France has something of a reputation to live up to when it comes to food, and it is renowned throughout the world! It is true that some of the French cities have succumbed to the lure of the big international fast food chains, but if you are in rural areas, don’t even bother looking for anything but French restaurants. It is also true that most towns have a supermarket – or a hypermarket – and they do sell tinned food. But hypermarkets are just an excuse for the purveyors of fresh produce to have a captive trade for their goods. The standards do not drop.
Food has to be cooked to perfection in France; I think there is a law somewhere to say that. I have yet to have a bad meal in any restaurant in France, although some I’ve had in very “touristy” places have not been quite up to the standard I have come to expect, so, if you can, try and steer clear of the tourist traps. And the universal rule applies: if the locals eat there, the food is likely to be good.
The French Way of Eating
The French still have a traditional view of food, so the time-honoured rules still apply:
The first meal of the day is a petit dejeuner (breakfast), which is usually croissants or slices of baguette with jam and coffee, or sometimes hot chocolate or tea. This is starting to change now, and if you are staying in a large hotel, you are more likely to have choice of cereal and yoghurt as well. In France, where breakfast is concerned, small is beautiful, probably because of the portions that follow in later meals.
Lunch, or le dejeuner, can be a sumptuous affair. I know of a place in Gascony where it consists of seven courses, and this is more of a workman’s café than a gourmet restaurant. (Of course, not everyone has that every day, but the general rule is that lunch is bigger than breakfast.)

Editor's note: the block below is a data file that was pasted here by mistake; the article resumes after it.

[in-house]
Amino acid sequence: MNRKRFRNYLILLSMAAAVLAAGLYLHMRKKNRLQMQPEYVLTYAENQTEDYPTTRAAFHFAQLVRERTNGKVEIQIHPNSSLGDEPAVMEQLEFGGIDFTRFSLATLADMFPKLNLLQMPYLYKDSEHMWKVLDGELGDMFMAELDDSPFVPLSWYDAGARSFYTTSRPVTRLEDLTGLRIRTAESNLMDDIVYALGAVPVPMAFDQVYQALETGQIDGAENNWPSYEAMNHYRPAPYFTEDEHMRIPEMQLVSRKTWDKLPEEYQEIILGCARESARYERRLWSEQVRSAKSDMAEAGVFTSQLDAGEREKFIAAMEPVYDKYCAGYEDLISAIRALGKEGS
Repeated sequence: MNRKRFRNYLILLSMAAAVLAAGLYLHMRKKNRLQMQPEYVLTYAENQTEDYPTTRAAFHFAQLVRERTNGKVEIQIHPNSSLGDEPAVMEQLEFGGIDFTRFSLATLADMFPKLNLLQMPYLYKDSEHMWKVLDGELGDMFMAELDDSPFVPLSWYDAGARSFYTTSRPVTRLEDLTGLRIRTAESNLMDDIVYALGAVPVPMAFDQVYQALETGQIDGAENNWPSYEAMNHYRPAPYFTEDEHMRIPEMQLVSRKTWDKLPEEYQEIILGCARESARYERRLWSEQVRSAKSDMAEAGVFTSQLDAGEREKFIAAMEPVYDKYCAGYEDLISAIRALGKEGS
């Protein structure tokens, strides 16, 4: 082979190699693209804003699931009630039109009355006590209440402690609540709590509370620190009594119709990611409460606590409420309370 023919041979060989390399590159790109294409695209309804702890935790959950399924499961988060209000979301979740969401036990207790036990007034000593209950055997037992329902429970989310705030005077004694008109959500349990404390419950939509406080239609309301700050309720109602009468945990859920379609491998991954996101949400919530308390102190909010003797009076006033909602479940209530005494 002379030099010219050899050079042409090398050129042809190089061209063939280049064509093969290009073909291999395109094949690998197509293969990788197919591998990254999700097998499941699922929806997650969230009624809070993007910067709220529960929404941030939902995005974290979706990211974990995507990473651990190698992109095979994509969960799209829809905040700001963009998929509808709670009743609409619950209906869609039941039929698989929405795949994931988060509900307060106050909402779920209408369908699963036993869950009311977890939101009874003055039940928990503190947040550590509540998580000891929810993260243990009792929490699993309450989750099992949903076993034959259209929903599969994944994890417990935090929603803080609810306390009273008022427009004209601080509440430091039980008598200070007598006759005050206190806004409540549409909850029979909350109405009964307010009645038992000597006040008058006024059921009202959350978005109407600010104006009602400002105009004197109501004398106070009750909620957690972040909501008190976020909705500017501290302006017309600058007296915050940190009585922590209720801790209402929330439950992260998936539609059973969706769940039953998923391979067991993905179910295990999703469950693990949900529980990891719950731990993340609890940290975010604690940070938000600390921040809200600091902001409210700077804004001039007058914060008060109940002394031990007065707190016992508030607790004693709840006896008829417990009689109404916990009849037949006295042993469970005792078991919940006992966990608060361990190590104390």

And finally there is le diner. My strong advice to anyone eating a traditional French dinner is to take a very long walk to work up a good appetite first. The French would be insulted if anyone left the dinner table hungry. Maybe not so much on a weekday, but at weekends, it goes on for hours…
Points to Note
The French don’t, in general, understand vegetarianism. Be prepared for them to look at you as though you are slightly mad if you suggest it, although most will try to prepare something to suit you. It may take a few attempts though, so be patient.
France is a large country, and each region is very proud of its own produce so it is worth tasting local delicacies wherever you go. You may not like all of them, but they will always be well cooked. Gascony is famous for its pork – it is divine; the coastal areas always have good fish and seafood; and the cheeses… Try them all. Check out the local specialities before you travel to see what is on offer. It is unlikely that you will be disappointed.
If you are taking your holidays in France this year you will want to make sure that your accommodation is as good as the food so visit the Owners Direct website to browse through the selection of luxury villas available.